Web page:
English / ISBN: 978–84–124162–2–0
Spanish / ISBN: 978–84–124162-1-3 
Catalan/ ISBN: 978–84–944234–9–9
18 x 24 cm
130 colour images 5 halftones
144 pp.


Joseph Beuys performed one of his most radical pieces, the action Manressa, on December 15, 1966, at the Galerie Schmela in Düsseldorf. He was accompanied by the Danish artists Henning Christiansen and Bjørn Nørgaard, who, in 1994, created Manresa Hauptbahnhof (Manresa, Central Station), a new performance in homage to the original. The performance was carried out in Manresa, the city that both gave the name to the original action and was where Saint Ignatius Loyola had the revelations that led him to write his Spiritual Exercises, which Beuys considered essential reading.

This book brings together all the material related to the 1994 performance—including images, scripts, and preparatory drawings—as well as a selection of critical texts that situate the action within its European context. In one essay, Friedhelm Mennekes analyses the action by delving into its spiritual meaning, exploring the symbolism of the objects employed. In another, Pilar Parcerias uses the metaphor of the central station to discover the city of reference and redraw the map of Europe with unexpected connections between Manresa and Copenhagen. In the final essay, Peter van der Meijden contextualizes the two performances, which represented a meeting place for different artistic personalities working on the cutting edge in creating a new form of art.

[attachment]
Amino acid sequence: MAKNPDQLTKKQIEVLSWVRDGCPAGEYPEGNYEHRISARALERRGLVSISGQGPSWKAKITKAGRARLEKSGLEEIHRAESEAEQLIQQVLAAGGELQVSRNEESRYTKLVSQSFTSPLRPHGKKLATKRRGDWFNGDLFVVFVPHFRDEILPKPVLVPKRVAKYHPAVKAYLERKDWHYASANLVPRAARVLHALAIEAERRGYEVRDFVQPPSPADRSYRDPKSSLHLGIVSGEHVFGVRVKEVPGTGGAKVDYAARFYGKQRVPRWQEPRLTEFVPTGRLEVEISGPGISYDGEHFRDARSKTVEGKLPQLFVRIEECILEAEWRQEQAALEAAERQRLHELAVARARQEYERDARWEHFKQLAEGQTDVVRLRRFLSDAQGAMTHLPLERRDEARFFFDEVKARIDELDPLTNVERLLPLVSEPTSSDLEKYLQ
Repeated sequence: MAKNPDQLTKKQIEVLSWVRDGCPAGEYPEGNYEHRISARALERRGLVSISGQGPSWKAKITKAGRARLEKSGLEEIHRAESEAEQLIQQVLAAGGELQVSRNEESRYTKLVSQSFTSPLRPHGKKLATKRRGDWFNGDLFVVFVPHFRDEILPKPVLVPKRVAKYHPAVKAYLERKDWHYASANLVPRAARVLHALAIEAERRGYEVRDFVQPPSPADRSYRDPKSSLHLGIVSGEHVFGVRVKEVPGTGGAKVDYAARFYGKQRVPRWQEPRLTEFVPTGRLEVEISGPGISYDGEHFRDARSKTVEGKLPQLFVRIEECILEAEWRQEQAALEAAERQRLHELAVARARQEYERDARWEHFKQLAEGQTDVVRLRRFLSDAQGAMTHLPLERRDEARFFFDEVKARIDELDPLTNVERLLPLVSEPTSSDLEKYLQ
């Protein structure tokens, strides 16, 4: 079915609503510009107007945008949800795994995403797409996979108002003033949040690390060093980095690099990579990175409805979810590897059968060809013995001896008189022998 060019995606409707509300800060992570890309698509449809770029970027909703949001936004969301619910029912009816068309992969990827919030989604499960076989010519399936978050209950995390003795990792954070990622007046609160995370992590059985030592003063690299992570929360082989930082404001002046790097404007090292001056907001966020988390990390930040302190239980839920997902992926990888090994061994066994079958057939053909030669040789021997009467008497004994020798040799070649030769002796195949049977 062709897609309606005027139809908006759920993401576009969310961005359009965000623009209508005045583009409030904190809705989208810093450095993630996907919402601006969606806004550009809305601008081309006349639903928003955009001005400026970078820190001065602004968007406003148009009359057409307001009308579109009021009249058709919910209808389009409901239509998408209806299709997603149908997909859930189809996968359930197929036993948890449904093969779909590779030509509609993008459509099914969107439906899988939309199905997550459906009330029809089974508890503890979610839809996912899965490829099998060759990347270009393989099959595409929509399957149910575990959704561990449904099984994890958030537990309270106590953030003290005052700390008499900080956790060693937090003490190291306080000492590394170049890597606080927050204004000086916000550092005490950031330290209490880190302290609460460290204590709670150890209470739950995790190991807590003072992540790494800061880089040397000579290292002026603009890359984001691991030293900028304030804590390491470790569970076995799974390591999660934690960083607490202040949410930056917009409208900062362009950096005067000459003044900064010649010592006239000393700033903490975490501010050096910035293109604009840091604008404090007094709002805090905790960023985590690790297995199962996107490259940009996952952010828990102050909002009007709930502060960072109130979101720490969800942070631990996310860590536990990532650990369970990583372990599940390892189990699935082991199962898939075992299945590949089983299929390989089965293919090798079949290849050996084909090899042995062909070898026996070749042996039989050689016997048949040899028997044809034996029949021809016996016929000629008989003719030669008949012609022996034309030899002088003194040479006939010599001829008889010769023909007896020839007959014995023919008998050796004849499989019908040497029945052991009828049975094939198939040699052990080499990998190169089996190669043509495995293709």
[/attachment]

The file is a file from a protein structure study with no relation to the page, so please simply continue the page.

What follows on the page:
(Copenhagen, 1932 - Mön, Denmark, 2008)

Christiansen was a Danish composer who was part of the Fluxus movement. He collaborated with artists such as Nam June Paik, Bazon Borck and Wolf Vostell, and with Joseph Beuys in his actions in the 1960s and 1970s, such as Manresa (1966), Eurasienstab (1967-1968) Haupström (1967) and Celtic (1970), amongst others. He was convinced of the need to move beyond the limits separating artistic disciplines. With his wife and habitual collaborator in his performance work, Ursula Reuter, he represented Denmark at the 2001 Venice Biennale.